It is a free pattern repository, made of tileable patterns from designers all over.
to submit a pattern of your own, send your site url, twitter handle and tileable pattern to – email@example.com
Here’s another brand color reference guide.
I cant find much info about this site, but it has a good amount of Pantone colors for different brands. Some brands like Slack, have specific color source pages referenced. Others, (like the Ninja Turtles) have the phrase “nearest match” to denote they aren’t listed by the brand specifically but a subjective closest match.
The colors come listed in blocks. They are broken down by Pantones, Hex, RGB, as well as CMYK.
So fall is here and my billboard has been down for about a month. The other day I recieved a suprise email from the Arts council, and it turns out that once the billboard is retired, they give the billboards back to the artists. I’m picking mine up this week, and I’ll be posting updates.
If you get a chance try to find all of the 2018/19 season High Art Billboards around Indianapolis, Ive seen about four so far and they look great.
Sometimes clients come to me with logos that they like, and want to keep using, but they don’t have a high res version or they want the logo in a different color scheme.
In these instances I can redraw vector versions of the clients old logo. Here is an example of a clients logo that was low res and had a some gradients and embossing that looked a bit outdated.
I recreated the darker blue vector version below.
Here’s a pretty neat image filter that creates a Duotone effect. It’s a web app, and its free. the only drawback I noticed is that it only outputs JPGs. The interface is quite simple and easy to use.
The example image uses the yellow/green pallet nicknamed “mountain dew”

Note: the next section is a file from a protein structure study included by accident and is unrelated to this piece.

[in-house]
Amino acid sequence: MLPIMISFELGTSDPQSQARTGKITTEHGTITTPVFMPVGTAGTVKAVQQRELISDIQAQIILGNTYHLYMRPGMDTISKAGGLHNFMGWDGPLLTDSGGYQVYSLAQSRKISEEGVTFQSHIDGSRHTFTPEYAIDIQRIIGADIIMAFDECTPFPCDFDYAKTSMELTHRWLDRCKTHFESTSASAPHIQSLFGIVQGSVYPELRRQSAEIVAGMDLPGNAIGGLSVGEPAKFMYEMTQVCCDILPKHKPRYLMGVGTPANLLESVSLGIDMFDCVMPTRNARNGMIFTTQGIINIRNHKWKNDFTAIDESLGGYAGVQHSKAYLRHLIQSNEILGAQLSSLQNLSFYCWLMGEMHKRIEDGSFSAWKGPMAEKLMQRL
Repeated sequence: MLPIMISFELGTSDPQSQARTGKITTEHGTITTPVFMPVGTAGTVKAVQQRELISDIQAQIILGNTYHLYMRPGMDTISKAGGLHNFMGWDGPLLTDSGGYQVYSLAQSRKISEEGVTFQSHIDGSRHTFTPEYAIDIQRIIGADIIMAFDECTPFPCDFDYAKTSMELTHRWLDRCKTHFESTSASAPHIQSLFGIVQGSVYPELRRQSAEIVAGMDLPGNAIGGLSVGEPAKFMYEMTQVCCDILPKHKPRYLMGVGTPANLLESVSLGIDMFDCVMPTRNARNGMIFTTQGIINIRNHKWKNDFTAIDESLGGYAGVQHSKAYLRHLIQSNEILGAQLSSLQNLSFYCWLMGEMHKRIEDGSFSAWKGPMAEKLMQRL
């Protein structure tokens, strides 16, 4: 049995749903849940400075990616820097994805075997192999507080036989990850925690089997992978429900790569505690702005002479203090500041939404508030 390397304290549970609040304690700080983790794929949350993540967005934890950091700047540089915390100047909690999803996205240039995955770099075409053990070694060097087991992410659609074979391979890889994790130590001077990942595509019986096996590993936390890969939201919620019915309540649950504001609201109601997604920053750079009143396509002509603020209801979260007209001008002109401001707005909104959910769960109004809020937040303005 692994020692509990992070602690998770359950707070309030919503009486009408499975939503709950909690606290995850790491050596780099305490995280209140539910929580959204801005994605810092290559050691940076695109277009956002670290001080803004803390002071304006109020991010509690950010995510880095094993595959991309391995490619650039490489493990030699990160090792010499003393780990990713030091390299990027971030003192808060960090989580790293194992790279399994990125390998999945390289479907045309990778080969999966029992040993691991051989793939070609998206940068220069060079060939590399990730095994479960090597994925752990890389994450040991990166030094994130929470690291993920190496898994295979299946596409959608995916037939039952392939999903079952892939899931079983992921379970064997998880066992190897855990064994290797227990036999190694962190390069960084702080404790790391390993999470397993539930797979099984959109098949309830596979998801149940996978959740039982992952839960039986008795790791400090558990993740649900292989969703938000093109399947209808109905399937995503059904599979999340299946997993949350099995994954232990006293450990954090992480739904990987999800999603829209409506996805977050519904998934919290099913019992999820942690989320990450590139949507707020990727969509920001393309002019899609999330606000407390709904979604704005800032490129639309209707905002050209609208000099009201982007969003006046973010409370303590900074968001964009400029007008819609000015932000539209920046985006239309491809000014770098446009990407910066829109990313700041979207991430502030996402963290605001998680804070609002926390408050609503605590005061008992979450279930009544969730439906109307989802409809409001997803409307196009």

Source: Duotone Effect Generator
My High Art Billboard Project piece is finally up and installed, 30 feet above the city! It looks fantastic.
If you are looking to learn more about typographic terminology or if you are a typical typo-file, take a look at Type Terms. Type Terms is cheat sheet for designers to learn the basics of typographic terminology. They cover the anatomy of typography from tittle to terminal to tail, and everything in between.
If you are new to typography or here to refresh your memory, then Type Terms is perfect for you. (via Supremo.tv).
Type Terms. The animated typographic cheat sheet.
Source: Type Terms
My entry for WBAA Radio won the contest yesterday. I would like to thank everyone who participated, those who voted in the contest, WBAA and the other artists. I especially want to thank those of you who voted for my design, it means a lot to me.
As for as my art, the illustration is based on an old style microphone and the type is based on Neutra Display Tiling. (Neutraface font family is from House Industries, an awesome foundry that also makes Bicycles).
Announcing the T-Shirt Contest Winner: Brishan Vanderkulk. There were ten submissions and the favorite design choice was by Brishan Vanderkulk. His design: a large microphone with text, “Public Radio since 1922.” The WBAA T-Shirt will be printed by University Bookstore & will be available next month during the member drive. Thank you to ALL the artist who sent their designs: Jeff Boswell, Mike Byers, Conlon Casey, Susan & Bill Crossley, Gerberg Garmann, Wendy Hynes, James McCammock, Sharda Shasty, & Joseph Uhl.
This shirt will be available exclusively as a 2017 member drive thank you gift. The drive runs September 8 – 15.
If you want to hone your skills in regards to curves, colors, code or kerning; Games for Designers has a great collection of creative games, all centered around the design process. The website features a masonry style layout like pinterest, but instead of pins, the columns are full of games. Some of the games are cheesy for sure, but others are quite fun, and a few of them I use when trying to hone my skills or just kill some time. The site is an active repository so they are still adding new games, and if you have one you can submit it via email at the bottom of the page.
A personal favorite of mine is Blendoku (like sudoku but for colors, kind of).
The site is in french (the screenshot above is a Google translation), but all of the games I played were in english.